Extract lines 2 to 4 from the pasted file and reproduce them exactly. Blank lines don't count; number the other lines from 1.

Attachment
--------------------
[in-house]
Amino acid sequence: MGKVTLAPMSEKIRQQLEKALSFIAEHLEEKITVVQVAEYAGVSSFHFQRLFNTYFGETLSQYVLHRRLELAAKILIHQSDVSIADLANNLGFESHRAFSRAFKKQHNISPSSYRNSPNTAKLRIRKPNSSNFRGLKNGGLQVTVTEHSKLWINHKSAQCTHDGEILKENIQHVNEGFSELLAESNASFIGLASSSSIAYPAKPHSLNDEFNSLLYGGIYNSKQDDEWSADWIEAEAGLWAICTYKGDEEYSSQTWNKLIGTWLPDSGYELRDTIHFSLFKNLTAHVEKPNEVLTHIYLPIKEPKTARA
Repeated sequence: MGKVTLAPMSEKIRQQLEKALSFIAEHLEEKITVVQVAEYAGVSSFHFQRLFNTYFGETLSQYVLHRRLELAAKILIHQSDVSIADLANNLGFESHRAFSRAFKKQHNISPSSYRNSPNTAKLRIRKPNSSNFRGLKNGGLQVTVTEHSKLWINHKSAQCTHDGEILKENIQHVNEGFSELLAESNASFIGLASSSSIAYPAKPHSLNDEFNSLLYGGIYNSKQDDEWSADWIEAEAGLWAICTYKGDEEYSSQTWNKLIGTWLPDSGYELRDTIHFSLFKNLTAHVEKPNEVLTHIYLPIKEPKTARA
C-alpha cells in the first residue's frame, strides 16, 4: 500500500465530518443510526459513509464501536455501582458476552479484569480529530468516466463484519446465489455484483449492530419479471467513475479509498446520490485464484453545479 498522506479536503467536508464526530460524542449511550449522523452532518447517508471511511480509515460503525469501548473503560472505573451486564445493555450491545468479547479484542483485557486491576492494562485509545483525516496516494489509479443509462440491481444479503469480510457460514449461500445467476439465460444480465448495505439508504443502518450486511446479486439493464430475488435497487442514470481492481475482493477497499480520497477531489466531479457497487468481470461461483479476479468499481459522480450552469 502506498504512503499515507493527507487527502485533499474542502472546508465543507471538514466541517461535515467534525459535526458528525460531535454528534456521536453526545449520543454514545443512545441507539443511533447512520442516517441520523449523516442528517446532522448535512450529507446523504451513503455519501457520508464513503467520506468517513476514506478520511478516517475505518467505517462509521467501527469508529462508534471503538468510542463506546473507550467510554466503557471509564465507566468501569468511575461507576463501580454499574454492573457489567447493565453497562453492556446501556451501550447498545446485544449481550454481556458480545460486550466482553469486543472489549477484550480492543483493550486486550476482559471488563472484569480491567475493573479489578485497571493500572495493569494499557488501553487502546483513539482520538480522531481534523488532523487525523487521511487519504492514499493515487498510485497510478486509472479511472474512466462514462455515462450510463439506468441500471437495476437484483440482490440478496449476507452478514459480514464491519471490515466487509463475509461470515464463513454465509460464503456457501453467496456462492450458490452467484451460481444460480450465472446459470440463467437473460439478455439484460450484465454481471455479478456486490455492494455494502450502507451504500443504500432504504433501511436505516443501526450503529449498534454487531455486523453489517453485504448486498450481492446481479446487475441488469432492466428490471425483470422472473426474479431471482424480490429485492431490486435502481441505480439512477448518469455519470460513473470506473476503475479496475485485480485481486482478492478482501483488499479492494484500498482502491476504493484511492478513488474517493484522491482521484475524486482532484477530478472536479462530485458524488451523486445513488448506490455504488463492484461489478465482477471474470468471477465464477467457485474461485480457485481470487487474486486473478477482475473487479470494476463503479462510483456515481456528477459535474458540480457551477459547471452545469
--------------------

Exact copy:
Amino acid sequence: MGKVTLAPMSEKIRQQLEKALSFIAEHLEEKITVVQVAEYAGVSSFHFQRLFNTYFGETLSQYVLHRRLELAAKILIHQSDVSIADLANNLGFESHRAFSRAFKKQHNISPSSYRNSPNTAKLRIRKPNSSNFRGLKNGGLQVTVTEHSKLWINHKSAQCTHDGEILKENIQHVNEGFSELLAESNASFIGLASSSSIAYPAKPHSLNDEFNSLLYGGIYNSKQDDEWSADWIEAEAGLWAICTYKGDEEYSSQTWNKLIGTWLPDSGYELRDTIHFSLFKNLTAHVEKPNEVLTHIYLPIKEPKTARA
Repeated sequence: MGKVTLAPMSEKIRQQLEKALSFIAEHLEEKITVVQVAEYAGVSSFHFQRLFNTYFGETLSQYVLHRRLELAAKILIHQSDVSIADLANNLGFESHRAFSRAFKKQHNISPSSYRNSPNTAKLRIRKPNSSNFRGLKNGGLQVTVTEHSKLWINHKSAQCTHDGEILKENIQHVNEGFSELLAESNASFIGLASSSSIAYPAKPHSLNDEFNSLLYGGIYNSKQDDEWSADWIEAEAGLWAICTYKGDEEYSSQTWNKLIGTWLPDSGYELRDTIHFSLFKNLTAHVEKPNEVLTHIYLPIKEPKTARA
C-alpha cells in the first residue's frame, strides 16, 4: 500500500465530518443510526459513509464501536455501582458476552479484569480529530468516466463484519446465489455484483449492530419479471467513475479509498446520490485464484453545479 498522506479536503467536508464526530460524542449511550449522523452532518447517508471511511480509515460503525469501548473503560472505573451486564445493555450491545468479547479484542483485557486491576492494562485509545483525516496516494489509479443509462440491481444479503469480510457460514449461500445467476439465460444480465448495505439508504443502518450486511446479486439493464430475488435497487442514470481492481475482493477497499480520497477531489466531479457497487468481470461461483479476479468499481459522480450552469 502506498504512503499515507493527507487527502485533499474542502472546508465543507471538514466541517461535515467534525459535526458528525460531535454528534456521536453526545449520543454514545443512545441507539443511533447512520442516517441520523449523516442528517446532522448535512450529507446523504451513503455519501457520508464513503467520506468517513476514506478520511478516517475505518467505517462509521467501527469508529462508534471503538468510542463506546473507550467510554466503557471509564465507566468501569468511575461507576463501580454499574454492573457489567447493565453497562453492556446501556451501550447498545446485544449481550454481556458480545460486550466482553469486543472489549477484550480492543483493550486486550476482559471488563472484569480491567475493573479489578485497571493500572495493569494499557488501553487502546483513539482520538480522531481534523488532523487525523487521511487519504492514499493515487498510485497510478486509472479511472474512466462514462455515462450510463439506468441500471437495476437484483440482490440478496449476507452478514459480514464491519471490515466487509463475509461470515464463513454465509460464503456457501453467496456462492450458490452467484451460481444460480450465472446459470440463467437473460439478455439484460450484465454481471455479478456486490455492494455494502450502507451504500443504500432504504433501511436505516443501526450503529449498534454487531455486523453489517453485504448486498450481492446481479446487475441488469432492466428490471425483470422472473426474479431471482424480490429485492431490486435502481441505480439512477448518469455519470460513473470506473476503475479496475485485480485481486482478492478482501483488499479492494484500498482502491476504493484511492478513488474517493484522491482521484475524486482532484477530478472536479462530485458524488451523486445513488448506490455504488463492484461489478465482477471474470468471477465464477467457485474461485480457485481470487487474486486473478477482475473487479470494476463503479462510483456515481456528477459535474458540480457551477459547471452545469